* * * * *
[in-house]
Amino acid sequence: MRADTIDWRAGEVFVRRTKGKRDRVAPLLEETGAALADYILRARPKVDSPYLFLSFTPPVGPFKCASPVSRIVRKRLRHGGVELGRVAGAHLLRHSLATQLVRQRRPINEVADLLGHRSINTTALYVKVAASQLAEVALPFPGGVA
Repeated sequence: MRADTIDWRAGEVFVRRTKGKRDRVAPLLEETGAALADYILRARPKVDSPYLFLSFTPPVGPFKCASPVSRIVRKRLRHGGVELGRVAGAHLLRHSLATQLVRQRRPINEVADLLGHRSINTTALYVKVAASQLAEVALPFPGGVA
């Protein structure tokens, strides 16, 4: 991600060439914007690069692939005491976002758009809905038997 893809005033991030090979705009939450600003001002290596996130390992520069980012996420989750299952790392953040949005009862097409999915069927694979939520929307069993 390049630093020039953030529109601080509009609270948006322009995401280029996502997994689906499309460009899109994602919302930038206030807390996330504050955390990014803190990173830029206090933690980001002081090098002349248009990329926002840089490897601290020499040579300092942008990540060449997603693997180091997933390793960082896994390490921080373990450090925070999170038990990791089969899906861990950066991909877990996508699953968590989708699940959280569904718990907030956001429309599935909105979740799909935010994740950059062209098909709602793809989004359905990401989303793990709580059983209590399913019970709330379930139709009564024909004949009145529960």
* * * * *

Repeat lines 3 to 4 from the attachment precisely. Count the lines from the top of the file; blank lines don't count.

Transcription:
Repeated sequence: MRADTIDWRAGEVFVRRTKGKRDRVAPLLEETGAALADYILRARPKVDSPYLFLSFTPPVGPFKCASPVSRIVRKRLRHGGVELGRVAGAHLLRHSLATQLVRQRRPINEVADLLGHRSINTTALYVKVAASQLAEVALPFPGGVA
């Protein structure tokens, strides 16, 4: 991600060439914007690069692939005491976002758009809905038997 893809005033991030090979705009939450600003001002290596996130390992520069980012996420989750299952790392953040949005009862097409999915069927694979939520929307069993 390049630093020039953030529109601080509009609270948006322009995401280029996502997994689906499309460009899109994602919302930038206030807390996330504050955390990014803190990173830029206090933690980001002081090098002349248009990329926002840089490897601290020499040579300092942008990540060449997603693997180091997933390793960082896994390490921080373990450090925070999170038990990791089969899906861990950066991909877990996508699953968590989708699940959280569904718990907030956001429309599935909105979740799909935010994740950059062209098909709602793809989004359905990401989303793990709580059983209590399913019970709330379930139709009564024909004949009145529960």